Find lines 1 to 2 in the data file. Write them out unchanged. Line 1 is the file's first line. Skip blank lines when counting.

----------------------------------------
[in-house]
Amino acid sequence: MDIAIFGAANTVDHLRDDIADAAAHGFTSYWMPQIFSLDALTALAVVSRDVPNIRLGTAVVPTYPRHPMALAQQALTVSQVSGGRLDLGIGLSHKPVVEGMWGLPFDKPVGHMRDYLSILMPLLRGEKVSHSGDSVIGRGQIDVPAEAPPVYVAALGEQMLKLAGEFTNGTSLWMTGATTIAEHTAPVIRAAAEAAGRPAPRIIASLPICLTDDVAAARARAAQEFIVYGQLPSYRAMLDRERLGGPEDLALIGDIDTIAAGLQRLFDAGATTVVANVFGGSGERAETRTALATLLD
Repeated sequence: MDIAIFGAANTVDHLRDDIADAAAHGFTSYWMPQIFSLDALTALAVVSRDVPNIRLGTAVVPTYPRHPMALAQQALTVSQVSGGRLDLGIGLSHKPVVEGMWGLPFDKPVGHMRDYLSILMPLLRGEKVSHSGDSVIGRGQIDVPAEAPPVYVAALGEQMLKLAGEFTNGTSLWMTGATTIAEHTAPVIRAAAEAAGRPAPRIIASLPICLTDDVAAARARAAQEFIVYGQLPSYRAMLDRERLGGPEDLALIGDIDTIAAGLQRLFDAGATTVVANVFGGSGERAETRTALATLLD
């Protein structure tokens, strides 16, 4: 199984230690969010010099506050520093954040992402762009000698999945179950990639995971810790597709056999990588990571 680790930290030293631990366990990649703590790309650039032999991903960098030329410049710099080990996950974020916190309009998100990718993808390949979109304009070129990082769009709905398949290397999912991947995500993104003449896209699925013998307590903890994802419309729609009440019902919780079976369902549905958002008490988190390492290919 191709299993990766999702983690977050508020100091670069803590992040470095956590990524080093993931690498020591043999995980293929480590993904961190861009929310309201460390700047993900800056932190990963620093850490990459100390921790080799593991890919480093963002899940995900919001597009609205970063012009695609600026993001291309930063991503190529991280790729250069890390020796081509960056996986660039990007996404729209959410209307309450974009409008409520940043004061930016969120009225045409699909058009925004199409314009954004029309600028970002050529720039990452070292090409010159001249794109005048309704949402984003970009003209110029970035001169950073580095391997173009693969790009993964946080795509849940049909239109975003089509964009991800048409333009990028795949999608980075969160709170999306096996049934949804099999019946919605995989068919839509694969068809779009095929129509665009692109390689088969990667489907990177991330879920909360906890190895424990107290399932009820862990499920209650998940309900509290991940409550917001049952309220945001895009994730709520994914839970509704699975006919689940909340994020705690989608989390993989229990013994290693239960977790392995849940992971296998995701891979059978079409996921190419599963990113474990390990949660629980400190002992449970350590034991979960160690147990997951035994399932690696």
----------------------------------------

[in-house]
Amino acid sequence: MDIAIFGAANTVDHLRDDIADAAAHGFTSYWMPQIFSLDALTALAVVSRDVPNIRLGTAVVPTYPRHPMALAQQALTVSQVSGGRLDLGIGLSHKPVVEGMWGLPFDKPVGHMRDYLSILMPLLRGEKVSHSGDSVIGRGQIDVPAEAPPVYVAALGEQMLKLAGEFTNGTSLWMTGATTIAEHTAPVIRAAAEAAGRPAPRIIASLPICLTDDVAAARARAAQEFIVYGQLPSYRAMLDRERLGGPEDLALIGDIDTIAAGLQRLFDAGATTVVANVFGGSGERAETRTALATLLD